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Russian Sanctions Evasion - Know Your Risk

On March 9, 2024 the Russian Elites, Proxies, and Oligarchs (REPO) Task Force released a general update and an advisory to contribute to effective sanctions implementation and compliance across members’ jurisdictions in preventing the undermining of financial sanctions, export controls, and other restrictive measures in response to Russia’s war with Ukraine. 

In the advisory, the REPO Task Force reminded regulated (and unregulated entities) to ensure:

“Risk mitigation measures [are in place] to prevent illicit financial activity, such as the use of shell companies or nominees.”

The broader REPO advisory expands upon earlier work by U.S. Treasury to warn banks about the risk of facilitating payments in connection with the Russian war effort - the penalty, akin to Iran-style sanctions, losing access to the U.S.

Proper risk mitigation - particularly for globally exposed firms - includes leveraging accurate data, core technology and domain expertise to screen for potential risk in customer and counterparty relationships - both at the point of onboarding and on an ongoing basis.  Basic screening approaches that rely on standard watchlist data and matching are likely insufficient in holistically guarding against many of the risks described in recent advisories.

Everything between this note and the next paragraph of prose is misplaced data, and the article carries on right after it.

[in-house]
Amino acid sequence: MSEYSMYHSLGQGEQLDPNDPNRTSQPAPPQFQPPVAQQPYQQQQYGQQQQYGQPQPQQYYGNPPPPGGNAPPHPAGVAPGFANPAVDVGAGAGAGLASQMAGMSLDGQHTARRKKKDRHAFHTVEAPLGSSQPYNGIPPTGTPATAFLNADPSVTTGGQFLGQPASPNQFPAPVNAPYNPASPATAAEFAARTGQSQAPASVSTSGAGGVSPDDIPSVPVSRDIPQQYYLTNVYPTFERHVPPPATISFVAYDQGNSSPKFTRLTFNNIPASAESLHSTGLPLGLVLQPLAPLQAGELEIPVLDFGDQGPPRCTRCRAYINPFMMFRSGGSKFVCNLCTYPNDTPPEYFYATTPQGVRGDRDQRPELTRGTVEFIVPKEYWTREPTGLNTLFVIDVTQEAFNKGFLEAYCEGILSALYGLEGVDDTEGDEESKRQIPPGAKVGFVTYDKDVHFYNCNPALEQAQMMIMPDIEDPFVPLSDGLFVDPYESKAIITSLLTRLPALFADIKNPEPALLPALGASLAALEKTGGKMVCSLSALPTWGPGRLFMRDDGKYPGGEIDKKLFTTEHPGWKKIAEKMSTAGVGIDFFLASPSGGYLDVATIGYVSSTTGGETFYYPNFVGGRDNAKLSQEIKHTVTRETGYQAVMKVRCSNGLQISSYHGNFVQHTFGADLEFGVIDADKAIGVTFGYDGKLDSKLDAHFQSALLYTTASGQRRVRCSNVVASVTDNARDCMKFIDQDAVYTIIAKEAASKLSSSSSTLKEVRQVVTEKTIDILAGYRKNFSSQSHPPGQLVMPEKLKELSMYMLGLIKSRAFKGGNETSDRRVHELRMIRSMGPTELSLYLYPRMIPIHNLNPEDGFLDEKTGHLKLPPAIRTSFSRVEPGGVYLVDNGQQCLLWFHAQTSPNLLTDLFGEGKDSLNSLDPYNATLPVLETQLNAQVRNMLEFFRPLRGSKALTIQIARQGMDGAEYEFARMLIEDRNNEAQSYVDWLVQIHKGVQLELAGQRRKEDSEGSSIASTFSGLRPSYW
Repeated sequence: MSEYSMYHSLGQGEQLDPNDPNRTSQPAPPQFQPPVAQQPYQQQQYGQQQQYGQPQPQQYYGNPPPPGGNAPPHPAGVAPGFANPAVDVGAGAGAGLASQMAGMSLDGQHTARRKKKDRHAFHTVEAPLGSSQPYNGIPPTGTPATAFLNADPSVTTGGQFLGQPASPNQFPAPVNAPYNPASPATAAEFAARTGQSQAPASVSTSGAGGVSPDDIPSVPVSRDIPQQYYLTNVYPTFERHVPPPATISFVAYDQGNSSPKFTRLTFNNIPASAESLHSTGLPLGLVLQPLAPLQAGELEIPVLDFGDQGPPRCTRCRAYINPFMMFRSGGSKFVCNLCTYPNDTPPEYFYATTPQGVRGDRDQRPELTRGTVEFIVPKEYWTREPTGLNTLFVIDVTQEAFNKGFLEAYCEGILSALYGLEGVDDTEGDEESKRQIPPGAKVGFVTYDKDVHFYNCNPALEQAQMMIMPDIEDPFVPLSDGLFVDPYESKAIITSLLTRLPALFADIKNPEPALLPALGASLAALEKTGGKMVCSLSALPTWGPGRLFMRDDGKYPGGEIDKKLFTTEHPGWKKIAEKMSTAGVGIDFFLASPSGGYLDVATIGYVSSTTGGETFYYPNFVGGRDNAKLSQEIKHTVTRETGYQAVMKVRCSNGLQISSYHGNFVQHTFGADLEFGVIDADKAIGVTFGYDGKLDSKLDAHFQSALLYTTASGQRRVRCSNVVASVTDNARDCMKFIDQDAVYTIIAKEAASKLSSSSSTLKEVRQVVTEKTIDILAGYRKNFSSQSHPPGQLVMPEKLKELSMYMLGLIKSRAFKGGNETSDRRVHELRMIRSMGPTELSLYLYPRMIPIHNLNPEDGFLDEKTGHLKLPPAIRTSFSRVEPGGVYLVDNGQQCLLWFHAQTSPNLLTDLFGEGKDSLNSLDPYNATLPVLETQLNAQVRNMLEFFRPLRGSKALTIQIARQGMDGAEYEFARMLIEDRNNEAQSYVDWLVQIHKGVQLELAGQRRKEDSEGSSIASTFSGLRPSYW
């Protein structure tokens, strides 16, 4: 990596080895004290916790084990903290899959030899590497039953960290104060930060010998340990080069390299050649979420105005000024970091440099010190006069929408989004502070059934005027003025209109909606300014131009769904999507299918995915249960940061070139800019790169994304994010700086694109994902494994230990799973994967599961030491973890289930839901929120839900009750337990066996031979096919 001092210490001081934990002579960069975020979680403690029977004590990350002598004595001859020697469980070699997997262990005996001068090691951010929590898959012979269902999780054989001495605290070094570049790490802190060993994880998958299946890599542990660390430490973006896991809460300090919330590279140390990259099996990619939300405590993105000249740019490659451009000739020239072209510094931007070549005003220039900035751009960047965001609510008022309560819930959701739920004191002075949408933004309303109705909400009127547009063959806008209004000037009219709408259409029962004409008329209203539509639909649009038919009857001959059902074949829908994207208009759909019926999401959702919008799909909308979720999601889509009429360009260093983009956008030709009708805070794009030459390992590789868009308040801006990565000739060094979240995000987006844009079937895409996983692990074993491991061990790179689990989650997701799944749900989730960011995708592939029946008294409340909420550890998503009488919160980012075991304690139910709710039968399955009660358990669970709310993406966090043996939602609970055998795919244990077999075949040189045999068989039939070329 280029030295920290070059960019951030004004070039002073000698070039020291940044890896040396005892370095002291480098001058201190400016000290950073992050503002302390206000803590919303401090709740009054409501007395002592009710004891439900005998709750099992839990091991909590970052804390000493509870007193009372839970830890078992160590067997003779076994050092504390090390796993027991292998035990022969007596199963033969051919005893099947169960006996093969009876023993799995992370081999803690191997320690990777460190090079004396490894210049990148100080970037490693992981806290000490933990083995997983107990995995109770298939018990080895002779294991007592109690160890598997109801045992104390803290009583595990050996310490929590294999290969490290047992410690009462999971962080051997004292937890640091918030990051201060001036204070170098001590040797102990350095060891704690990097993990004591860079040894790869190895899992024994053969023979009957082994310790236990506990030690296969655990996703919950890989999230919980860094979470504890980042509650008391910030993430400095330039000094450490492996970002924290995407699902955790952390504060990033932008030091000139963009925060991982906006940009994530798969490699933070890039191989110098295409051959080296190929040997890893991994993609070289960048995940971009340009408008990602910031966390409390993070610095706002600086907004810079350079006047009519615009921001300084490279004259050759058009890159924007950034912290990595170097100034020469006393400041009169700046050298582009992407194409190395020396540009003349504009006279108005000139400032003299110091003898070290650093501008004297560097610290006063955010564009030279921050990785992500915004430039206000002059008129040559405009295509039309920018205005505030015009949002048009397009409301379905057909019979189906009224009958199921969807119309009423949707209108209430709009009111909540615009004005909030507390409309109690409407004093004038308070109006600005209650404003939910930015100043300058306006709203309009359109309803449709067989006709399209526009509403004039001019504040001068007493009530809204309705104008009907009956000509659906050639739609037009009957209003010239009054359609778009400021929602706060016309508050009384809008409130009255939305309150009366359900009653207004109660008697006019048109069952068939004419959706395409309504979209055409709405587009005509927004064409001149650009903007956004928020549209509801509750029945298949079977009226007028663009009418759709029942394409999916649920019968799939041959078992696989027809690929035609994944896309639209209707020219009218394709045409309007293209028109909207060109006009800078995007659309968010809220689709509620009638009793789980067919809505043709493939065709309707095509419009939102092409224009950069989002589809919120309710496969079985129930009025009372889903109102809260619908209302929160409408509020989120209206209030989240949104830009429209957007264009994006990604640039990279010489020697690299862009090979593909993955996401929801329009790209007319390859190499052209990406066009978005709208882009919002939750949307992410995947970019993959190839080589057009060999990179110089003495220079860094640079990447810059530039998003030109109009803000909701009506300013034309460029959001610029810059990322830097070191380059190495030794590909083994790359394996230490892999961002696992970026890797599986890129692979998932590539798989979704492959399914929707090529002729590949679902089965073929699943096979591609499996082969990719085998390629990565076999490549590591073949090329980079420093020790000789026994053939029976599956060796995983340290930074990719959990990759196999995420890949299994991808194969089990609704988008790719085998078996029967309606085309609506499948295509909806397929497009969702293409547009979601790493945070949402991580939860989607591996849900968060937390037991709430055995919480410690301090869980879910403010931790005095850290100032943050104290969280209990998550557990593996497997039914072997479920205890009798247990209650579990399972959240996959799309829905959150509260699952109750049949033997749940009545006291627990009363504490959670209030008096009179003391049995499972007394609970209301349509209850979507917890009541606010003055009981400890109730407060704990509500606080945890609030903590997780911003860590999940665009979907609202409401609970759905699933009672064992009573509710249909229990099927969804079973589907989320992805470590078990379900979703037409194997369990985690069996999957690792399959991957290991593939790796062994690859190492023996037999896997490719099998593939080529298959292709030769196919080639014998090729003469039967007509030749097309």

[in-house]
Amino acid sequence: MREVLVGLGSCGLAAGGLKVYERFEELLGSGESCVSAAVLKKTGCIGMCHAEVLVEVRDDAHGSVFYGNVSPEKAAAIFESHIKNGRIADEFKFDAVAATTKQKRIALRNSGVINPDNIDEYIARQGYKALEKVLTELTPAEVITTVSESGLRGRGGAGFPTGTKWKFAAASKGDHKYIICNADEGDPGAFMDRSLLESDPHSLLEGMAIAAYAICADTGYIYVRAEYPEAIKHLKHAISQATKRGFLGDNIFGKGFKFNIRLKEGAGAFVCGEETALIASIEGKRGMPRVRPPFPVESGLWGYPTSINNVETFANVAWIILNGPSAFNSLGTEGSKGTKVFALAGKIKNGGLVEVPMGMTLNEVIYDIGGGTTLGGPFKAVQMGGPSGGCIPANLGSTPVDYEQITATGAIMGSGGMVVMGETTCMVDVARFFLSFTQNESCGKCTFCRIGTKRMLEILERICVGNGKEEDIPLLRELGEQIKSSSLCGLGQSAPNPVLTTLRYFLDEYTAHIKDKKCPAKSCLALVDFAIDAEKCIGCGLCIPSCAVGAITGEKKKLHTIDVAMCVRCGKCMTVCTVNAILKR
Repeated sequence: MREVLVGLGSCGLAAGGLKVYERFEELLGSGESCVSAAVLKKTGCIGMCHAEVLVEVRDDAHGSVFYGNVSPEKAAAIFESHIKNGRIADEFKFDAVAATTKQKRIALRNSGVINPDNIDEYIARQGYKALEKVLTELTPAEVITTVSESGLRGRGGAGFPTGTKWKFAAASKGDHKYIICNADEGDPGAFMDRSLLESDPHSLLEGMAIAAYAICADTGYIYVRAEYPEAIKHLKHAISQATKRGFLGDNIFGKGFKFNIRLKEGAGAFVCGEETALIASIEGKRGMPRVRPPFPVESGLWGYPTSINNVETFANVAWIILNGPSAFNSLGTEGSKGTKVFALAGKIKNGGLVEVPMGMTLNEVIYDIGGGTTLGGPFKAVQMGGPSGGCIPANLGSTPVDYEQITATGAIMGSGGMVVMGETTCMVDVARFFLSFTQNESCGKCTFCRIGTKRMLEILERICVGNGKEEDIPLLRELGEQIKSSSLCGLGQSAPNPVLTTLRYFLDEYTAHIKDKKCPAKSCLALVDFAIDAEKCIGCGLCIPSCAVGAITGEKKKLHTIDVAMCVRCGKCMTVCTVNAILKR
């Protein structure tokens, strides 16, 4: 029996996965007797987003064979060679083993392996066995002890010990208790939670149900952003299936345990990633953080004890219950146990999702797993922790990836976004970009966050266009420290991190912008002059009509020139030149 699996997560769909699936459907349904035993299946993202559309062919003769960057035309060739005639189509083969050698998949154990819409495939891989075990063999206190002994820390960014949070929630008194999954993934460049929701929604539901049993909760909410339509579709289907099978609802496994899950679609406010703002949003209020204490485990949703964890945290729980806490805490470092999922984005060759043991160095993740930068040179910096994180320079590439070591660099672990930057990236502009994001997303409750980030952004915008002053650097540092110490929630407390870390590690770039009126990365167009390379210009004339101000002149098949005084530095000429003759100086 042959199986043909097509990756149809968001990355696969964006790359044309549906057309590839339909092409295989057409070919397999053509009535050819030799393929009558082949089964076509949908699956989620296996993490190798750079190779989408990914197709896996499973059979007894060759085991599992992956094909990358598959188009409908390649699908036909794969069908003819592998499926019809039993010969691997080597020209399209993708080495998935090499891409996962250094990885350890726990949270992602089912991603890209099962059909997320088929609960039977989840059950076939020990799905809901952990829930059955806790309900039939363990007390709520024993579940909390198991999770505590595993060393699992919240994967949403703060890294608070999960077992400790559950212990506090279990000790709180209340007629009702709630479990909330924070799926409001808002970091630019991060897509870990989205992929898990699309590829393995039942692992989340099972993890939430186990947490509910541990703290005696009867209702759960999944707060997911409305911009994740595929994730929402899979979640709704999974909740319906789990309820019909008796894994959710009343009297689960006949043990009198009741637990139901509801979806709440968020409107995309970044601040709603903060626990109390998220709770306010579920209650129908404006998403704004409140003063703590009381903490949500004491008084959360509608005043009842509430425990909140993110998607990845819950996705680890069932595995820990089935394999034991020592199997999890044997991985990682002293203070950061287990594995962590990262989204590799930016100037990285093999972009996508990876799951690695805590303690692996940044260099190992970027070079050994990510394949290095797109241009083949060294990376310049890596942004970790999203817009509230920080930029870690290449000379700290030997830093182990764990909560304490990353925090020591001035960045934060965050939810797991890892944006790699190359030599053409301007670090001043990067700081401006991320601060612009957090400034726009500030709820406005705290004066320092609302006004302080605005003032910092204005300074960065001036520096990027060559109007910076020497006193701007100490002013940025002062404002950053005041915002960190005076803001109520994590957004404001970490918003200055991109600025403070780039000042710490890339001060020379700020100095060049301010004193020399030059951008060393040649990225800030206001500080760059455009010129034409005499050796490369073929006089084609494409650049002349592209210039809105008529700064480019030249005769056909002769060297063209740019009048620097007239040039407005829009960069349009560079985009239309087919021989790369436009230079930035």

Reviewing your Current Posture and Vendor's Capabilities 

Moreover, in this geopolitically charged environment, frequent and straightforward sanction screening, investigative, risk assessment and vendor-readiness testing is required to ensure you are on-top of your risk.   Some quick areas to consider: 

- Matching logic: While your software should be able to match on exact names, can they also match on harder variations that frequently occur in transactions like:

- “I T C” vs. "Limited Liability Company I T C” 

- “Billions No. 18” 

- “ARX Financial” vs. “ARX Financial Engineering Limited”

- “Larrycom” vs. “Larrycom for Investment LTD”

- Instant network analytics: Can your current software flag risk associated with shell companies and risk attached with high-risk third countries that are common transshipment hubs?  Examples of interest:

- "Folsten Holdings LTD"

- "Rock Invest Holding"

- "DEA Finance SA"

- "Hanover International Holding Limited"

- System configuration: Can your current software easily segment your approach to match the risk of your operations across various client types and jurisdictions; including rapidly to meet changing requirements?

- Scale and Reliability: Can your software provider ensure always-on, scalable operations and ongoing customer support?

- Use of advanced adverse media: Can your software provider deliver, alongside watchlist and name screening, highly accurate adverse media that drives industry leading hit/catch ratios and workflows?  Examples would be successfully flagging exposure to:

- "Nu Generation Foundation"

- "Shandong Linglong Tyre"

- "Concord Management LLC"

- "Solway Investment Group" 

- "KBR-Trans LLP"

- "KBR-Technologies LLP"

- Overall system security: Does your provider invest in security to protect your data and operations and can that be demonstrated?  This has never been more important than now, particularly with a rise in state-sponsored attacks.